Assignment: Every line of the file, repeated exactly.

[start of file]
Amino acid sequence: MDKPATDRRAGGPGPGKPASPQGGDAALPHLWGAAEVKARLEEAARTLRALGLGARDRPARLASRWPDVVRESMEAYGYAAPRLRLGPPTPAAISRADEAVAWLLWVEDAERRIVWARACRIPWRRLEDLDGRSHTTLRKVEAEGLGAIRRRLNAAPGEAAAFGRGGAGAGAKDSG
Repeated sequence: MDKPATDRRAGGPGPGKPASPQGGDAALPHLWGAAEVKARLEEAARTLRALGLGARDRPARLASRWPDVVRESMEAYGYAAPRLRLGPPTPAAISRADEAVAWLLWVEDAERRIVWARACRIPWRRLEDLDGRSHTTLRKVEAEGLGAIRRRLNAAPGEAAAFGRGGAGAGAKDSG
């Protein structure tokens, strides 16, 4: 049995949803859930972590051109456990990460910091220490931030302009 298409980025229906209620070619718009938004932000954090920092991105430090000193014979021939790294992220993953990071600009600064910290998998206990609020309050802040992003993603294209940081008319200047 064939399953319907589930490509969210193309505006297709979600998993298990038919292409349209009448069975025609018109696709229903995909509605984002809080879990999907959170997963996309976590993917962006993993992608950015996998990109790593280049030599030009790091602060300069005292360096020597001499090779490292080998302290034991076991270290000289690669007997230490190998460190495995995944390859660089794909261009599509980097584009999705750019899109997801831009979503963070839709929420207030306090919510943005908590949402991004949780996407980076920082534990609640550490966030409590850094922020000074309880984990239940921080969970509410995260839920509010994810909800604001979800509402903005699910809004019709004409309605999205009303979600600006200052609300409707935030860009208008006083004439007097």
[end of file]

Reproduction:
Amino acid sequence: MDKPATDRRAGGPGPGKPASPQGGDAALPHLWGAAEVKARLEEAARTLRALGLGARDRPARLASRWPDVVRESMEAYGYAAPRLRLGPPTPAAISRADEAVAWLLWVEDAERRIVWARACRIPWRRLEDLDGRSHTTLRKVEAEGLGAIRRRLNAAPGEAAAFGRGGAGAGAKDSG
Repeated sequence: MDKPATDRRAGGPGPGKPASPQGGDAALPHLWGAAEVKARLEEAARTLRALGLGARDRPARLASRWPDVVRESMEAYGYAAPRLRLGPPTPAAISRADEAVAWLLWVEDAERRIVWARACRIPWRRLEDLDGRSHTTLRKVEAEGLGAIRRRLNAAPGEAAAFGRGGAGAGAKDSG
């Protein structure tokens, strides 16, 4: 049995949803859930972590051109456990990460910091220490931030302009 298409980025229906209620070619718009938004932000954090920092991105430090000193014979021939790294992220993953990071600009600064910290998998206990609020309050802040992003993603294209940081008319200047 064939399953319907589930490509969210193309505006297709979600998993298990038919292409349209009448069975025609018109696709229903995909509605984002809080879990999907959170997963996309976590993917962006993993992608950015996998990109790593280049030599030009790091602060300069005292360096020597001499090779490292080998302290034991076991270290000289690669007997230490190998460190495995995944390859660089794909261009599509980097584009999705750019899109997801831009979503963070839709929420207030306090919510943005908590949402991004949780996407980076920082534990609640550490966030409590850094922020000074309880984990239940921080969970509410995260839920509010994810909800604001979800509402903005699910809004019709004409309605999205009303979600600006200052609300409707935030860009208008006083004439007097």